The book of Esther has special significance for me. When I was a teenager, perhaps the most important spiritual influence in my life was a woman named Esther. She was warm and witty and kind and encouraging. She had a boundless faith in God, a tender love for humanity, and endless reservoirs of patience and humor. I loved her and wanted to be just like her when I grew up. In ninth grade I asked her to be my sponsor and took Esther as my Confirmation name.
So I'm always extra alert when readings from Esther appear in the liturgy. Today was no exception:
Queen Esther, seized with mortal anguish, had recourse to the LORD. She lay prostrate upon the ground, together with her handmaids, from morning until evening, and said: “God of Abraham, God of Isaac, and God of Jacob, blessed are you. Help me, who am alone and have no help but you, for I am taking my life in my hand.
Note the personalist elements.
1. It begins by describing her subjective experience, her interior state. She is "seized with anguish." We cannot understand the import of her acts and choices, if we don't begin by grasping that inward reality.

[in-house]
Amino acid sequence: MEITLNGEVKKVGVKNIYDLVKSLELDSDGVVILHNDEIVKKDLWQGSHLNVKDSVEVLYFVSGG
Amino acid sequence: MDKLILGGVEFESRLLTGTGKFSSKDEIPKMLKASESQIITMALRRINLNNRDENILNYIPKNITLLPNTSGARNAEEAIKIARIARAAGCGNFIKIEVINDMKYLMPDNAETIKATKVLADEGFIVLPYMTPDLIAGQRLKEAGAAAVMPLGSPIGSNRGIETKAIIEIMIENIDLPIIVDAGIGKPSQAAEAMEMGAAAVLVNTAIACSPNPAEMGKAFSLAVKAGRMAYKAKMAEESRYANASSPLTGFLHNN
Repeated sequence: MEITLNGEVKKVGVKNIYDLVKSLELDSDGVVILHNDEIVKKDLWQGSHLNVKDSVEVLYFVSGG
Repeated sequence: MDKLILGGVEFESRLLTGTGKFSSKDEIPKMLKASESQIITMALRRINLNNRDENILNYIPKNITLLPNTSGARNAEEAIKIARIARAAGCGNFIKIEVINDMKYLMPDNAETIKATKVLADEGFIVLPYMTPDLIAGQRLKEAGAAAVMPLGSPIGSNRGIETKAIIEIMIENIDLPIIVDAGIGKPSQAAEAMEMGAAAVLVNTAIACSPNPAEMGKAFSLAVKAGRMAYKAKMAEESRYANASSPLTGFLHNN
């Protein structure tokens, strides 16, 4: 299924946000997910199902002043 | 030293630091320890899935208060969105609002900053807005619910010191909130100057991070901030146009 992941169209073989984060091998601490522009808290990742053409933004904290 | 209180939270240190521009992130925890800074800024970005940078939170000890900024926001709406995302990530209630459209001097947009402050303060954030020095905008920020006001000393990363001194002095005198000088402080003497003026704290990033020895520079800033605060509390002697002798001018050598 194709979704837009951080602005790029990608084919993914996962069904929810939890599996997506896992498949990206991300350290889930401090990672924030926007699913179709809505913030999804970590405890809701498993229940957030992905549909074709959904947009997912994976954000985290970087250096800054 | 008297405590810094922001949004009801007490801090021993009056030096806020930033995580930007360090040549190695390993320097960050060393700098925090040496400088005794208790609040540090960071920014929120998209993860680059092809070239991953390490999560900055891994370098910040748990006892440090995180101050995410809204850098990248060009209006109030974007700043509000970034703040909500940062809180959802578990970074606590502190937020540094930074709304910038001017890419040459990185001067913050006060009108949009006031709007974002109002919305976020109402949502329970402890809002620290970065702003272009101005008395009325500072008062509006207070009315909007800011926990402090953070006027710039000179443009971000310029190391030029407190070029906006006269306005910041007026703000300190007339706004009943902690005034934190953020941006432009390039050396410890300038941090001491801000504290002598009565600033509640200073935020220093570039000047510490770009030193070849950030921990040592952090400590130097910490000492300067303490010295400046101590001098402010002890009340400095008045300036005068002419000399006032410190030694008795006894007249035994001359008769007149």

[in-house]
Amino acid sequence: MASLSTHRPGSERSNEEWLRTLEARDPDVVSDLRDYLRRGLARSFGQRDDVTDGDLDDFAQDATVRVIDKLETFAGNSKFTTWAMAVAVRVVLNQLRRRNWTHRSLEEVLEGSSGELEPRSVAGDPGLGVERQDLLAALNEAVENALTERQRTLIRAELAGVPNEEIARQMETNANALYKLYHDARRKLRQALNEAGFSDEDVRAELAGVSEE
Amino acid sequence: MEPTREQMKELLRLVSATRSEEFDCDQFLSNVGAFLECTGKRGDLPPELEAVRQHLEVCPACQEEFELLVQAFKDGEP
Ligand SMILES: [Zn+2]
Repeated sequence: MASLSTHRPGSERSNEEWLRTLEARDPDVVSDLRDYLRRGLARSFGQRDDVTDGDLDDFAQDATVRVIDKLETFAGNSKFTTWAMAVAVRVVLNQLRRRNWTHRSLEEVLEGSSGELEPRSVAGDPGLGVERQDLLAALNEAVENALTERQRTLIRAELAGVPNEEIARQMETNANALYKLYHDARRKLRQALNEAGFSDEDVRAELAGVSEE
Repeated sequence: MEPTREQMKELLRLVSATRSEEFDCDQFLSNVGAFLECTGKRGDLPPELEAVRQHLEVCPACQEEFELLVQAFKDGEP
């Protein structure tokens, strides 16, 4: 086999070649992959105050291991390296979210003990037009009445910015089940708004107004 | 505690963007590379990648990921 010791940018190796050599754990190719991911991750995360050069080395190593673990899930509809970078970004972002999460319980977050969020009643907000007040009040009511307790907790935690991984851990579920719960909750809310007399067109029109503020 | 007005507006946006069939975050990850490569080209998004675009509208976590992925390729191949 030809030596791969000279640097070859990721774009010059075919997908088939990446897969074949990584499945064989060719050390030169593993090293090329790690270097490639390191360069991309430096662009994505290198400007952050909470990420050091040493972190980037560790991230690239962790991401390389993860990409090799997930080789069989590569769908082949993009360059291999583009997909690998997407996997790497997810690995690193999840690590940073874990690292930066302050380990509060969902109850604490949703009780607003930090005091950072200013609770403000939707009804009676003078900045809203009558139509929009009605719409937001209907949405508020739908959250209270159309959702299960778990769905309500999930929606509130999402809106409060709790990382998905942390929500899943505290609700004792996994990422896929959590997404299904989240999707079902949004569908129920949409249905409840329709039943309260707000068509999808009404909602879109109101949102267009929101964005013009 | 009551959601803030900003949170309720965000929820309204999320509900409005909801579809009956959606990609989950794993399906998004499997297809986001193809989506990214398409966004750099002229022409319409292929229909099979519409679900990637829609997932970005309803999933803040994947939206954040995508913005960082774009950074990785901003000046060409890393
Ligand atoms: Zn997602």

2. She is addressing and worshipping God personally, concretely—a God who has entered into relationship and has a specific history with her people. "The God of Abraham, Isaac and Jacob," not "the God of the philosophers," as Pascal put it. She hasn't reasoned her way to intellectual assent to the existence God; she has remembered and believed the stories she was told in her youth.
3. Then this especially, "I am taking my life in my hand." She is radically owning herself and her acts, to the point of death.
I recently watched an interview with the great Ayaan Hirsi Ali, reminding me of her book, Infidel, in which she describes her "birthday as a person." It was the day in her late-twenties, when she defied her father by refusing to comply with an arranged marriage to a cousin in Canada. Instead, she got off the train in Germany, abandoning everything safe and familiar to become a penniless refugee in a foreign country, and the enemy of her people. It was the day she "took her life in her hands" and committed herself to the course she had chosen for herself, rather than the one that her family had chosen for her.
And notice in the story of Queen Esther that her act of ultimate self-assertion is at the same time and paradoxically an act of radical self-abandonment. She is entrusting herself and her life to God, exposing herself to possible humiliation and death, out of love for her people.
This is the mystery at the heart of nature and calling as persons.